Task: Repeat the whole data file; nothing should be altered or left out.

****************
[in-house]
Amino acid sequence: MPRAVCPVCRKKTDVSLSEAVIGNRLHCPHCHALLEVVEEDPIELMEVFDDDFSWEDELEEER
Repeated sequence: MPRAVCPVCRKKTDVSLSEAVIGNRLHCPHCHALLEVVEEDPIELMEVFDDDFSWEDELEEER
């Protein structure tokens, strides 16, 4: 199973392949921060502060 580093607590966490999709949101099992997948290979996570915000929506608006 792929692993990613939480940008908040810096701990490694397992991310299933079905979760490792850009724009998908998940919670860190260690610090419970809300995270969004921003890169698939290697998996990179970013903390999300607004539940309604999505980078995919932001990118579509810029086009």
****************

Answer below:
[in-house]
Amino acid sequence: MPRAVCPVCRKKTDVSLSEAVIGNRLHCPHCHALLEVVEEDPIELMEVFDDDFSWEDELEEER
Repeated sequence: MPRAVCPVCRKKTDVSLSEAVIGNRLHCPHCHALLEVVEEDPIELMEVFDDDFSWEDELEEER
């Protein structure tokens, strides 16, 4: 199973392949921060502060 580093607590966490999709949101099992997948290979996570915000929506608006 792929692993990613939480940008908040810096701990490694397992991310299933079905979760490792850009724009998908998940919670860190260690610090419970809300995270969004921003890169698939290697998996990179970013903390999300607004539940309604999505980078995919932001990118579509810029086009």